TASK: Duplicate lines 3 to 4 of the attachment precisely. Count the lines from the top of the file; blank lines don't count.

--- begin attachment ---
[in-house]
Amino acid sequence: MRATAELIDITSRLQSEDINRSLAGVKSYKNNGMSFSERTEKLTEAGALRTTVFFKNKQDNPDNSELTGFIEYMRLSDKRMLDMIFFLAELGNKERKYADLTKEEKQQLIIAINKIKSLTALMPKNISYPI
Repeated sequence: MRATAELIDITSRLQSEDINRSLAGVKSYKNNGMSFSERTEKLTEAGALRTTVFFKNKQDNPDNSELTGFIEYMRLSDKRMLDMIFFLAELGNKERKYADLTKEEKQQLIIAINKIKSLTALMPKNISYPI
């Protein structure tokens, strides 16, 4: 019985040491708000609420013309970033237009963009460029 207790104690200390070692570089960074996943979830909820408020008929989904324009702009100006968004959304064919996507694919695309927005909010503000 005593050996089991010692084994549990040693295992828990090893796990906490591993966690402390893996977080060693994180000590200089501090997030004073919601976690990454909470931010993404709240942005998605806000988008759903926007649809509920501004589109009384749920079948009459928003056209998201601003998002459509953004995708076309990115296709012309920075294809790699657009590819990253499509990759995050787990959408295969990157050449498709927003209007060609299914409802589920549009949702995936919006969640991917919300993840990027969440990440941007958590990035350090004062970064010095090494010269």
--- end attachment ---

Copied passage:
Repeated sequence: MRATAELIDITSRLQSEDINRSLAGVKSYKNNGMSFSERTEKLTEAGALRTTVFFKNKQDNPDNSELTGFIEYMRLSDKRMLDMIFFLAELGNKERKYADLTKEEKQQLIIAINKIKSLTALMPKNISYPI
């Protein structure tokens, strides 16, 4: 019985040491708000609420013309970033237009963009460029 207790104690200390070692570089960074996943979830909820408020008929989904324009702009100006968004959304064919996507694919695309927005909010503000 005593050996089991010692084994549990040693295992828990090893796990906490591993966690402390893996977080060693994180000590200089501090997030004073919601976690990454909470931010993404709240942005998605806000988008759903926007649809509920501004589109009384749920079948009459928003056209998201601003998002459509953004995708076309990115296709012309920075294809790699657009590819990253499509990759995050787990959408295969990157050449498709927003209007060609299914409802589920549009949702995936919006969640991917919300993840990027969440990440941007958590990035350090004062970064010095090494010269």